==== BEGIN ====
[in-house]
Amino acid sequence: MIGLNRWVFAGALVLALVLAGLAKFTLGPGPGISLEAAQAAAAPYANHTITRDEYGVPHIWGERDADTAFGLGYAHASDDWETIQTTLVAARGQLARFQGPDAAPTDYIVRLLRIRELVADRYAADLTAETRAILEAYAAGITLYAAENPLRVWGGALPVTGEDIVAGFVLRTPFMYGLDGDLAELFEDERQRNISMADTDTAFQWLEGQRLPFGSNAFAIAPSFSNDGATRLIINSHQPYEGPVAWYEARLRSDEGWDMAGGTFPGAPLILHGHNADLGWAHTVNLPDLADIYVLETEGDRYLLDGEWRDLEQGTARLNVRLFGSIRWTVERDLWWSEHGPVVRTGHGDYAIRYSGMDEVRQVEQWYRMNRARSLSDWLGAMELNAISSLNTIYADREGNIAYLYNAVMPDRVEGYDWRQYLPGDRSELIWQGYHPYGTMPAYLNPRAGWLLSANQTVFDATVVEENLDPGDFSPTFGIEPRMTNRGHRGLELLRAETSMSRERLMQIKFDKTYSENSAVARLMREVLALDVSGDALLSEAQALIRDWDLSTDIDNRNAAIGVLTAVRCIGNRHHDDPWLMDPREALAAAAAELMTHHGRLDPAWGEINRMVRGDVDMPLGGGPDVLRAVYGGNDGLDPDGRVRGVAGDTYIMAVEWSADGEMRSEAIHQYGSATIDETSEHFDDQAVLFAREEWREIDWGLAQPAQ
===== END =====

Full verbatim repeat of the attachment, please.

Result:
[in-house]
Amino acid sequence: MIGLNRWVFAGALVLALVLAGLAKFTLGPGPGISLEAAQAAAAPYANHTITRDEYGVPHIWGERDADTAFGLGYAHASDDWETIQTTLVAARGQLARFQGPDAAPTDYIVRLLRIRELVADRYAADLTAETRAILEAYAAGITLYAAENPLRVWGGALPVTGEDIVAGFVLRTPFMYGLDGDLAELFEDERQRNISMADTDTAFQWLEGQRLPFGSNAFAIAPSFSNDGATRLIINSHQPYEGPVAWYEARLRSDEGWDMAGGTFPGAPLILHGHNADLGWAHTVNLPDLADIYVLETEGDRYLLDGEWRDLEQGTARLNVRLFGSIRWTVERDLWWSEHGPVVRTGHGDYAIRYSGMDEVRQVEQWYRMNRARSLSDWLGAMELNAISSLNTIYADREGNIAYLYNAVMPDRVEGYDWRQYLPGDRSELIWQGYHPYGTMPAYLNPRAGWLLSANQTVFDATVVEENLDPGDFSPTFGIEPRMTNRGHRGLELLRAETSMSRERLMQIKFDKTYSENSAVARLMREVLALDVSGDALLSEAQALIRDWDLSTDIDNRNAAIGVLTAVRCIGNRHHDDPWLMDPREALAAAAAELMTHHGRLDPAWGEINRMVRGDVDMPLGGGPDVLRAVYGGNDGLDPDGRVRGVAGDTYIMAVEWSADGEMRSEAIHQYGSATIDETSEHFDDQAVLFAREEWREIDWGLAQPAQ